Q. The mother of a boy in my class is a friend of my mother. He is a creep and no one likes him. My mother wanted me to invite him to my birthday party, but I told her it would spoil everything, and she said it was my birthday, so I didn't have to, but I did have to be nice to him some way. So I offered to show him my report card if he would show me his, but he ran away and told his mother I was mean to him and she told my mother. Now I'm in trouble. Do you believe me that I was being friendly, or do you think I was being mean, or what?
A. Or what. Miss Manners hopes you are in sufficient trouble now so that you will not grow up to offer to compare pay checks with people you believe to be earning less than you.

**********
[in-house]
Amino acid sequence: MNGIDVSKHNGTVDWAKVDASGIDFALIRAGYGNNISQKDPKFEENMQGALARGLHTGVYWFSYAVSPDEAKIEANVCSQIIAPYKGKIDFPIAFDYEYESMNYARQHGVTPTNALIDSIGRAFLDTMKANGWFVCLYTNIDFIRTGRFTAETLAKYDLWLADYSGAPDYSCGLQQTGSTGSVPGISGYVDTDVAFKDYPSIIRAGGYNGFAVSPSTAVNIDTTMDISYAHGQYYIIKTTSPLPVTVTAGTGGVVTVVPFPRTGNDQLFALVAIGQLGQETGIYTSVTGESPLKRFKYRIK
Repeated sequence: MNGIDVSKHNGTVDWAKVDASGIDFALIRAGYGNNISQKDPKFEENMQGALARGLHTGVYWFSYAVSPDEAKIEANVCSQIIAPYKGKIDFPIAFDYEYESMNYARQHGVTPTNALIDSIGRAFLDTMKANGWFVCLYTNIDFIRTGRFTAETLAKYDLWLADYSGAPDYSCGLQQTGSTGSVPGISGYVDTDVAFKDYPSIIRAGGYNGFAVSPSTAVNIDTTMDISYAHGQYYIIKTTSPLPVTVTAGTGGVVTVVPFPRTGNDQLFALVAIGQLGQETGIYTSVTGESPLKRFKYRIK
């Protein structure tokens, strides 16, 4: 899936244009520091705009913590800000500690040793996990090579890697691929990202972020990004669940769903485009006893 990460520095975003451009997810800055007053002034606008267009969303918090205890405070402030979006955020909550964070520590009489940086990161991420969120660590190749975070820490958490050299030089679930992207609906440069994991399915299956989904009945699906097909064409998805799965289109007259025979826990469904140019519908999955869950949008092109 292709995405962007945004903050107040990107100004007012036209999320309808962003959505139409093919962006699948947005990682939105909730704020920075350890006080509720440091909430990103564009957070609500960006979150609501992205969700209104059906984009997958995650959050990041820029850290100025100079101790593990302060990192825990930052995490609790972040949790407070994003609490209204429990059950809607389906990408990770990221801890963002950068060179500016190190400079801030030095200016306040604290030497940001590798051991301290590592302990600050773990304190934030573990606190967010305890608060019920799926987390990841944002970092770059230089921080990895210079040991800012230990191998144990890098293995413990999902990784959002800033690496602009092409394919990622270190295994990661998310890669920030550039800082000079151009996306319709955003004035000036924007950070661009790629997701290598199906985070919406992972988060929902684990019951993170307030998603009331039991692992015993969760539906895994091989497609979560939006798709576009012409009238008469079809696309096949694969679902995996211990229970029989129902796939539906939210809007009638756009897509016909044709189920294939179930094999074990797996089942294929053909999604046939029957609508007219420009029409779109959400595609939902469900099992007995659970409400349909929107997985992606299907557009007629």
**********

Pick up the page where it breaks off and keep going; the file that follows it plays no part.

Q. Which is correct, to pour milk into tea, or tea into milk? I have an aunt who pours cream into her coffee, but put milk in the cup first when she is having tea. What about lemon?
A. What about your aunt? She's English, isn't she? The English believe that milk is poured into the cup first, and then tea, while we Americans -- backed by some English rebels -- are enlightened enough to realize that the tea should be poured first and then milk, so that the milk is not scalded by the boiling tea water. Thinking people everywhere put the lemon in the cup first.
Q. what is the correct way to address a Protestant clergywoman? What about when she is with her husband, who has no title?
A. The form is the same as for a clergyman -- the Rev. Angela Mather, or the Rev. Dr. Angela Mather, and Dr. Mather. Miss Manners is scandalized by those who believe that God is more interested in sex than service when contemplating those in his or her ministry.